MORE than 70,000 people took their seats to watch a production at Bolton’s Octagon Theatre in one year.
The theatre has released its annual report for April 2012 to March 2013 which also reveals the venue contributed £7.8m to the town’s economy during that period.
Of Mice and Men — the best-selling, non-festive show in the Octagon’s history — sold almost 12,000 tickets and took more than £141,000 at the box office, during its run in January and February 2013.
A total of 72,013 people attended an Octagon production during 2012/13, with 26% of visitors new to the theatre and 41% of attendees travelling from outside Greater Manchester.
Roddy Gauld, Octagon chief executive, said: “The Octagon had a successful year with a huge range of theatre productions and numerous education and young people’s projects.
“The fact that we were able to set new box office records says so much about the demand for our work.
“As a charity, it’s important that we tell people what we’ve achieved, because it really is due to everyone else’s on-going support that we’re able to thrive.”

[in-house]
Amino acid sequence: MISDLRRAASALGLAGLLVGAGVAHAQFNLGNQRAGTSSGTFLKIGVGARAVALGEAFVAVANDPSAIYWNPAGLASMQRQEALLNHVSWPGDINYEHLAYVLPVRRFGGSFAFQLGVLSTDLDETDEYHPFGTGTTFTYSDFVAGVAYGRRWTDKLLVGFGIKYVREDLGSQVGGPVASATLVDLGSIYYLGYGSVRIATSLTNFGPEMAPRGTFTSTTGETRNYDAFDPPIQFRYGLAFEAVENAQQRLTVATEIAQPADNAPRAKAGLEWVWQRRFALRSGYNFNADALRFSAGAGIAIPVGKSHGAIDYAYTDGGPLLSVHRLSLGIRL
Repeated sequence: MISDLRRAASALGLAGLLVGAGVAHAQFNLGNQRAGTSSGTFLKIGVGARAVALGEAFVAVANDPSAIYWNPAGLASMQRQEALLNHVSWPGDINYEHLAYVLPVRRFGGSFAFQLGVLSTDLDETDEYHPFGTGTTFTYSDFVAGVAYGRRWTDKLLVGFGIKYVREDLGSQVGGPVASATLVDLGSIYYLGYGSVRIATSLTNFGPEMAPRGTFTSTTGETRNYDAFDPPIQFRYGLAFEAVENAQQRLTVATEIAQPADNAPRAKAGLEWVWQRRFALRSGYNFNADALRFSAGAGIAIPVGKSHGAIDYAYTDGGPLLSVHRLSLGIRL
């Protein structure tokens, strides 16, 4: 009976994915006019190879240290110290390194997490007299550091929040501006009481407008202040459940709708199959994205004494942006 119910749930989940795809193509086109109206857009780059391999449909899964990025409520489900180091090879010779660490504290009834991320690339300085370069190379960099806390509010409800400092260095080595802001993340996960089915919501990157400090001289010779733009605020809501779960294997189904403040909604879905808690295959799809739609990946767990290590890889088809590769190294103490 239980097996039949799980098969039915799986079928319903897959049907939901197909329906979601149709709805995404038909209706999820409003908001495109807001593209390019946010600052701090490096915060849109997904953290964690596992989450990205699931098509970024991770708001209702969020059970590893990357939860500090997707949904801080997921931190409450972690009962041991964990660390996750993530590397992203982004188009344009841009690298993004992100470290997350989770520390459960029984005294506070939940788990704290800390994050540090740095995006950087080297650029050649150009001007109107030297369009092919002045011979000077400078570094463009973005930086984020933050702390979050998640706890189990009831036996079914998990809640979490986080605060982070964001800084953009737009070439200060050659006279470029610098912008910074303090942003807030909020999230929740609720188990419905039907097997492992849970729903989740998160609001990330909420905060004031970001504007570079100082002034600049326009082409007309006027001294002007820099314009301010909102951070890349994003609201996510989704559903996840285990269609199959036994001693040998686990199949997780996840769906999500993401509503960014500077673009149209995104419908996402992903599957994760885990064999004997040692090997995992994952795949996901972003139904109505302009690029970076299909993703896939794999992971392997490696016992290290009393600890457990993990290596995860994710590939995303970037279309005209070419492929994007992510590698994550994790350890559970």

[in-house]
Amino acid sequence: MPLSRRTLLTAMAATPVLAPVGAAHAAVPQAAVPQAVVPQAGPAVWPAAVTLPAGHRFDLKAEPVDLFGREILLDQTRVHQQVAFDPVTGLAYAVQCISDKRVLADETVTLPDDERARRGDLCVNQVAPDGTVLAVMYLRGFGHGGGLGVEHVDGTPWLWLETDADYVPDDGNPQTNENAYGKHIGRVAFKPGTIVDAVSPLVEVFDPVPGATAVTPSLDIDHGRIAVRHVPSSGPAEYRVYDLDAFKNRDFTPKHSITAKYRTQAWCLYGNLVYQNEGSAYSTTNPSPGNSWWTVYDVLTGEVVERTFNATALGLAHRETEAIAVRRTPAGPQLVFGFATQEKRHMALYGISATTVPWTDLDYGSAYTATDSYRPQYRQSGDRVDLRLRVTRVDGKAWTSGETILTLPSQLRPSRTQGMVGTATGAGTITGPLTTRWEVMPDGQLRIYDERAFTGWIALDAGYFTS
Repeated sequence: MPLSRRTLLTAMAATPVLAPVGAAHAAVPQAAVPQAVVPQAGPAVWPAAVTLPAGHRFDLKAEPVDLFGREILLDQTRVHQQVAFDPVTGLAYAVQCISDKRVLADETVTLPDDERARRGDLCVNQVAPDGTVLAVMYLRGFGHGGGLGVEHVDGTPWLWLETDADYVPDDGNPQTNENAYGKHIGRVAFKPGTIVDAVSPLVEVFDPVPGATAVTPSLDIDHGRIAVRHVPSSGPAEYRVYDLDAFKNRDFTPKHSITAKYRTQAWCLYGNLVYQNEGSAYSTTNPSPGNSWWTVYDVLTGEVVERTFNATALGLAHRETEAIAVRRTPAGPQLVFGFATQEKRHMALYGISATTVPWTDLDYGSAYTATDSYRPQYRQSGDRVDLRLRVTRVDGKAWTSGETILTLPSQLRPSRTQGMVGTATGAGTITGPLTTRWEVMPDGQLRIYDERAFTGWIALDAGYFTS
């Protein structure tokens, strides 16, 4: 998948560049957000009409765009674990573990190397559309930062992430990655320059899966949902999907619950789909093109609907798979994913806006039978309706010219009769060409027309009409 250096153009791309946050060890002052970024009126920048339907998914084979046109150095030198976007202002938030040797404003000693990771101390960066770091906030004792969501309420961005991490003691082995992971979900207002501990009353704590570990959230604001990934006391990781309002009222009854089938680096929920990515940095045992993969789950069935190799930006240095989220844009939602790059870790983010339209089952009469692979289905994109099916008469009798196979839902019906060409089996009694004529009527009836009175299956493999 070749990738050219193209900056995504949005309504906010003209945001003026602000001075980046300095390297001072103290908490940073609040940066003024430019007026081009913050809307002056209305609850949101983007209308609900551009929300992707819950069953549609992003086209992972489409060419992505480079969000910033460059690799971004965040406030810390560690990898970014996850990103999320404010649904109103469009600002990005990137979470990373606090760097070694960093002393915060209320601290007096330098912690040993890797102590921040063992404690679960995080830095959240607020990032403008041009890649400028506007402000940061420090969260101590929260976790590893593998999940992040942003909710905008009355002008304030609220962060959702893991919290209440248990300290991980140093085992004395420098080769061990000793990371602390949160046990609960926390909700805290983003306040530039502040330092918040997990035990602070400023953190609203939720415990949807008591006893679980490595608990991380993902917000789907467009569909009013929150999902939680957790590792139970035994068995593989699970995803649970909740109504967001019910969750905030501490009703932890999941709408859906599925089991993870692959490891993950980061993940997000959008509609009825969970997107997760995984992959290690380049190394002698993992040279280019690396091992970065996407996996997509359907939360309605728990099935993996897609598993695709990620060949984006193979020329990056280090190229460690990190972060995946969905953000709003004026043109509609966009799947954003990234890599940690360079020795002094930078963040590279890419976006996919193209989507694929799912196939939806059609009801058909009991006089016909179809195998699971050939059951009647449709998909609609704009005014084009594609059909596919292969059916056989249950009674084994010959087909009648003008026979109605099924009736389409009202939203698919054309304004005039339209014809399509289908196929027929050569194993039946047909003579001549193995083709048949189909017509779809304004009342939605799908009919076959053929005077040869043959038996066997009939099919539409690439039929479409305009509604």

The theatre’s total income was £2,198,167 with the biggest chunk of cash — £878,090 — coming from grant funding, followed by £800,670 at the box office.
Expenditure totalled £2,191,999 with the largest amount, £1,288,779, being spent on staff and operating costs.
Season ticket sales increased from 1,527 in 2011/12 to 1,563 in 2012/13.
Both the Rise and Fall of Little Voice and Of Mice and Men set new milestones in terms of audience and box office success, while The Winslow Boy and Our Country’s Good achieved accolades for the quality of the productions.
A total of 640 writers were given help to develop their talent through script reading, workshops, performances and commissions.
There were 28,985 participants in a number of projects including Headspace, a creative project for individuals who have experienced mental health problems; Bridges, youth theatre sessions for young people with learning disabilities and Octagon BASIC — a new group for young lesbian, gay, bisexual or transgender people, the first of its kind in Bolton.
Projects such as the Bruntwood Academy, in collaboration with Bolton Lads and Girls Club, pilot work with the Bolton Youth Inclusion Team and the number of schools touring performances highlighted the range of opportunities for young people.